9-year-old Brooklyn rapper memorializes Sandy Hook tragedy with his song 'Stop Da Violence'
In a famous biblical passage, Christ praises God, “because you have hidden these things from the wise and learned, and revealed them to little children.” This phrase referring to the perception of sagacity rings true to both the devout and the irreligious.
Yet, it finds its living expression in 9-year-old Brooklyn rapper Amor “Lilman” Arteaga.
This week, the Flatbush-raised youngster — who first gained media attention over the summer with his anti-sagging song “Pull Ya Pants Up” — dedicated his latest opus “Stop Da Violence” to the victims of the Sandy Hook massacre.
Revealing a social concern far beyond his years, in “Stop Da Violence” and its accompanying video, Amor recites thoughtful lyrics about the impact of abuse and the easy access to guns on our communities.
Although the song had been in the works since the fall according to a report by New York’s Daily News, “I decided to dedicate my song to the Sandy Hook victims when I saw that what was going on was a part of gun violence,” Amor told theGrio in a phone interview. “What happened there that day was a real tragedy for everyone. I just wanted to show them how I care about what happened there.”
His song is a fitting response to the horror of the shooting, during which 26 victims in Newtown, Connecticut — mostly young children like Amor — were killed one week ago today.
“People, people, we need to change our ways,” he sings on the hook of the track. “There’s too much violence in our world today.”
Between stanzas, Lilman raps, “Put the guns down, put the guns down/Stop the violence/Stop the violence.”
This linking theme led the emerging artist to sympathize with Newtown.
“I’m trying to stop all violence,” the talented tyke explained. “I hope that the result of people viewing my new video will be for people to just try to come together… just by trying to help each other out once in a while.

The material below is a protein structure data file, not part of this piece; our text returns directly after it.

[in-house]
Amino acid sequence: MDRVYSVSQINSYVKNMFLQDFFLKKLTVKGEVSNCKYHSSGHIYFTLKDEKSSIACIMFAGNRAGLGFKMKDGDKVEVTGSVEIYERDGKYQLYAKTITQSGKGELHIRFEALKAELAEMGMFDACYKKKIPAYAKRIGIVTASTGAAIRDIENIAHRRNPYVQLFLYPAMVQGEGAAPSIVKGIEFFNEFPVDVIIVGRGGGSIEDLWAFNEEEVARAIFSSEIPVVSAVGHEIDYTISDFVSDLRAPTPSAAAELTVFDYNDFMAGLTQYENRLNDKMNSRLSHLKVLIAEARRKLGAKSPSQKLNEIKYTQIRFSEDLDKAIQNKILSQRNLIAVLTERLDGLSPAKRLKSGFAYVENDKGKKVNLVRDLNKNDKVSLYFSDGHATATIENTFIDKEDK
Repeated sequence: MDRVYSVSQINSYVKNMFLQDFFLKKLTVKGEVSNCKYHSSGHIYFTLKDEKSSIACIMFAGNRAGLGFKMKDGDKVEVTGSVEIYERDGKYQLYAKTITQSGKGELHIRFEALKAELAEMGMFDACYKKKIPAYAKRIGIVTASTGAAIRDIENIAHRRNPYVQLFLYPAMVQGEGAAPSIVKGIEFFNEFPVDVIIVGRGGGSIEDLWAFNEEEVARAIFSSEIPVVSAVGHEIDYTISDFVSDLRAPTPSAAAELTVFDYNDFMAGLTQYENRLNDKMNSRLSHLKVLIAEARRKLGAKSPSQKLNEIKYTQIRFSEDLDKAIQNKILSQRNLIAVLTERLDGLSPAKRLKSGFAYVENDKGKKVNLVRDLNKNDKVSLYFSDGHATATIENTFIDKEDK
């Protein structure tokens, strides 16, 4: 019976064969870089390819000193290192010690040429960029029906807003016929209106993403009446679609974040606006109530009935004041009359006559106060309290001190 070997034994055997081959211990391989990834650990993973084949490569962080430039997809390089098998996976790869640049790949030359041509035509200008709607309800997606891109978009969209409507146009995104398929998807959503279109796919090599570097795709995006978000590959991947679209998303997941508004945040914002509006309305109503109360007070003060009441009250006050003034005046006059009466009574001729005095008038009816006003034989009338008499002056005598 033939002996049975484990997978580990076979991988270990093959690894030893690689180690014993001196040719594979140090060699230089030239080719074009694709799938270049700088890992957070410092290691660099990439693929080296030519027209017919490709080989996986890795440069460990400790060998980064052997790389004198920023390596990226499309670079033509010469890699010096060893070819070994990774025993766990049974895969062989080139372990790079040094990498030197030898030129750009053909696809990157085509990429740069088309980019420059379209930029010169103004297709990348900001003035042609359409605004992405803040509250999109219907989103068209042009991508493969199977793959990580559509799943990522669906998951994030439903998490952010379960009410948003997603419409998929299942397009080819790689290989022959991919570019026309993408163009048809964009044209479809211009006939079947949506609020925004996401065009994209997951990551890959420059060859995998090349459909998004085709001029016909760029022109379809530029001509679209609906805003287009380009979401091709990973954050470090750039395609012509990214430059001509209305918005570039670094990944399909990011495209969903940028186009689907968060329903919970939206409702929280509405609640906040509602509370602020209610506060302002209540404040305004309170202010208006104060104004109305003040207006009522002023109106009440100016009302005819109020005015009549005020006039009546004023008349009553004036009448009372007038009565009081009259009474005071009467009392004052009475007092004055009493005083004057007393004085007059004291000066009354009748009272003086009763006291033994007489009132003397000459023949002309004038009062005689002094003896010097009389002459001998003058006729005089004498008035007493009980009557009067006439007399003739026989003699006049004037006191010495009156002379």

“We also need to try to make it harder for people on the streets to get guns that easily,” Amor added.
Hoping to take his platform of change across the country in a school tour next year, and eventually to the White House, Lilman also has a message for President Obama.
“I would talk to him about how I want to make it harder for people on the streets to get guns,” Amor said. “I [also] think in schools there should be counseling and help for each kid, the ones that are being bullied and the ones that are bullies.”
Where does he get his broad perspective and deep concern for both the victims and perpetrators of hurtful deeds? “I basically get all my thoughtfulness through the violence I see on the news, in newspapers, and in different places in my neighborhood,” Amor said. When asked if that is what inspires him to tackle such difficult subjects, he responded in a serious tone, “Yes, it really does.”
Amor’s father Juan Arteaga is weary of his son’s willingness to take on controversy.
“For me it’s an awesome feeling, but at the same time, sometimes it gets kind of scary,” Juan said of having such an outspoken offspring. “When he did ‘Pull Ya Pants Up,’ it was kind of like he was going against what all these kids in the community are doing. But you have to support him. He took on a more powerful issue with bullying, gun violence, and domestic violence. From the adults, you know what is going to be the reaction. But from the younger kids, if they are into doing bad things, they’ll be like, ‘Well, who are you to tell us what to do?'”
Despite the possible consequences of his son speaking out, Mr. Arteaga is dedicated to supporting Amor. “I have to encourage him in whatever he’s doing,” he told theGrio. “It just makes me proud to know he takes on these types of issues, and tries to do something that makes his community better. That was the whole point of him doing the song in the beginning. It was just to make his community a better place, and all communities throughout the country.”
It has been quite a whirlwind time for the little man, who has struck a nerve with a public eager to hear positive solutions during troubling times. Since the release of his first single, “Pull Ya Pants Up,” Amor’s professional life as an artist has really heated up — and he’s not only rapping for the kiddies. “They want to bring me to different parties at different venues, so that I can perform for them, and it’s really fun, and awesome to give them my message as well.”
As debates surrounding gun control and school safety intensify nationally in the wake of the Newtown tragedy, Amor’s message in “Stop Da Violence” might be a soothing mantra for many: “The world is hurting, we all need healing/No more guns, what a wonderful feeling.”
Follow Alexis Garrett Stodghill on Twitter at @lexisb.